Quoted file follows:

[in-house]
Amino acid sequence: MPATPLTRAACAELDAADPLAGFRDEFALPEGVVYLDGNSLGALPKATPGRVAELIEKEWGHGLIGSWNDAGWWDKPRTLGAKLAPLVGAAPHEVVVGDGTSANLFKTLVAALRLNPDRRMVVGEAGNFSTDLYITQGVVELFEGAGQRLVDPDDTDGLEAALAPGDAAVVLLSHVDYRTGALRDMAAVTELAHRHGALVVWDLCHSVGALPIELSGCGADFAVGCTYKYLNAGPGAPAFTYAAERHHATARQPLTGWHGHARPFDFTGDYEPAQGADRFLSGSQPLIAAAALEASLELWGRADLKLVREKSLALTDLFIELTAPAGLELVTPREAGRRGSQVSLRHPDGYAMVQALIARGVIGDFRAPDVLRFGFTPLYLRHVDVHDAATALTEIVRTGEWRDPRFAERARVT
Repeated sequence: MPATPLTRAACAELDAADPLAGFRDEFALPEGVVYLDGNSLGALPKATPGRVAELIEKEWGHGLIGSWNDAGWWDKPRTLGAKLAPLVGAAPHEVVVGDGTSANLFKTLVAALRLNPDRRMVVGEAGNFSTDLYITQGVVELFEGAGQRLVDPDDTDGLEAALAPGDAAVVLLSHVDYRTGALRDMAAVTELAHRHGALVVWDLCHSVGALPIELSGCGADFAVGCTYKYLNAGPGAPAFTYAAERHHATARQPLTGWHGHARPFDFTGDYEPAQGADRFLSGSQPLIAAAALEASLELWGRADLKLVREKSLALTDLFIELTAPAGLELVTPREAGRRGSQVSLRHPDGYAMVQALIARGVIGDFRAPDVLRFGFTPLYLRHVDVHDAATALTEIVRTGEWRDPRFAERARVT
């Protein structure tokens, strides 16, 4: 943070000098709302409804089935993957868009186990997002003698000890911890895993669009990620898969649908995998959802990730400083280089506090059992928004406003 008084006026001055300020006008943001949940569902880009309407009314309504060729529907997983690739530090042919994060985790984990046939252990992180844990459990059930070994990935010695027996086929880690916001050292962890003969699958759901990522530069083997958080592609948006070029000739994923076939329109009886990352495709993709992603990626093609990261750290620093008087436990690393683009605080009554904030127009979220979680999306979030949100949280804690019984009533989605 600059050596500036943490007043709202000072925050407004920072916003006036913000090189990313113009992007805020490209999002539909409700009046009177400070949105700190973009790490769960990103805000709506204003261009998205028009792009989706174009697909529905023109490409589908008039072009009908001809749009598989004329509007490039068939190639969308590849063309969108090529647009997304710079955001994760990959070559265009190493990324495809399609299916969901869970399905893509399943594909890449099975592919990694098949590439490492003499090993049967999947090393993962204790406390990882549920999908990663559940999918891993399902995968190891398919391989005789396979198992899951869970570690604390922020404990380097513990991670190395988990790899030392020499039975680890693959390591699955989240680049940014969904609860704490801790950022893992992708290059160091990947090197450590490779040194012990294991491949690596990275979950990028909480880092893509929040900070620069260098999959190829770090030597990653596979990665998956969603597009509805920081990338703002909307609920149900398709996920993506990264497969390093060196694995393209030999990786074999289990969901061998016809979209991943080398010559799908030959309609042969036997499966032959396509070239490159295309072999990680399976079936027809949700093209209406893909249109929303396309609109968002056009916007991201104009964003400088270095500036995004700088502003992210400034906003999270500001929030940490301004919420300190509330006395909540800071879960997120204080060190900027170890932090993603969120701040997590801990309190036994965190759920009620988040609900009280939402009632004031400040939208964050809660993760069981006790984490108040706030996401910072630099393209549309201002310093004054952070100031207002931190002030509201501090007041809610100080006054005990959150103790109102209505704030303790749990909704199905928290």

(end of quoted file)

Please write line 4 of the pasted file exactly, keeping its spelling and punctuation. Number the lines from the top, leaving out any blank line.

């Protein structure tokens, strides 16, 4: 943070000098709302409804089935993957868009186990997002003698000890911890895993669009990620898969649908995998959802990730400083280089506090059992928004406003 008084006026001055300020006008943001949940569902880009309407009314309504060729529907997983690739530090042919994060985790984990046939252990992180844990459990059930070994990935010695027996086929880690916001050292962890003969699958759901990522530069083997958080592609948006070029000739994923076939329109009886990352495709993709992603990626093609990261750290620093008087436990690393683009605080009554904030127009979220979680999306979030949100949280804690019984009533989605 600059050596500036943490007043709202000072925050407004920072916003006036913000090189990313113009992007805020490209999002539909409700009046009177400070949105700190973009790490769960990103805000709506204003261009998205028009792009989706174009697909529905023109490409589908008039072009009908001809749009598989004329509007490039068939190639969308590849063309969108090529647009997304710079955001994760990959070559265009190493990324495809399609299916969901869970399905893509399943594909890449099975592919990694098949590439490492003499090993049967999947090393993962204790406390990882549920999908990663559940999918891993399902995968190891398919391989005789396979198992899951869970570690604390922020404990380097513990991670190395988990790899030392020499039975680890693959390591699955989240680049940014969904609860704490801790950022893992992708290059160091990947090197450590490779040194012990294991491949690596990275979950990028909480880092893509929040900070620069260098999959190829770090030597990653596979990665998956969603597009509805920081990338703002909307609920149900398709996920993506990264497969390093060196694995393209030999990786074999289990969901061998016809979209991943080398010559799908030959309609042969036997499966032959396509070239490159295309072999990680399976079936027809949700093209209406893909249109929303396309609109968002056009916007991201104009964003400088270095500036995004700088502003992210400034906003999270500001929030940490301004919420300190509330006395909540800071879960997120204080060190900027170890932090993603969120701040997590801990309190036994965190759920009620988040609900009280939402009632004031400040939208964050809660993760069981006790984490108040706030996401910072630099393209549309201002310093004054952070100031207002931190002030509201501090007041809610100080006054005990959150103790109102209505704030303790749990909704199905928290």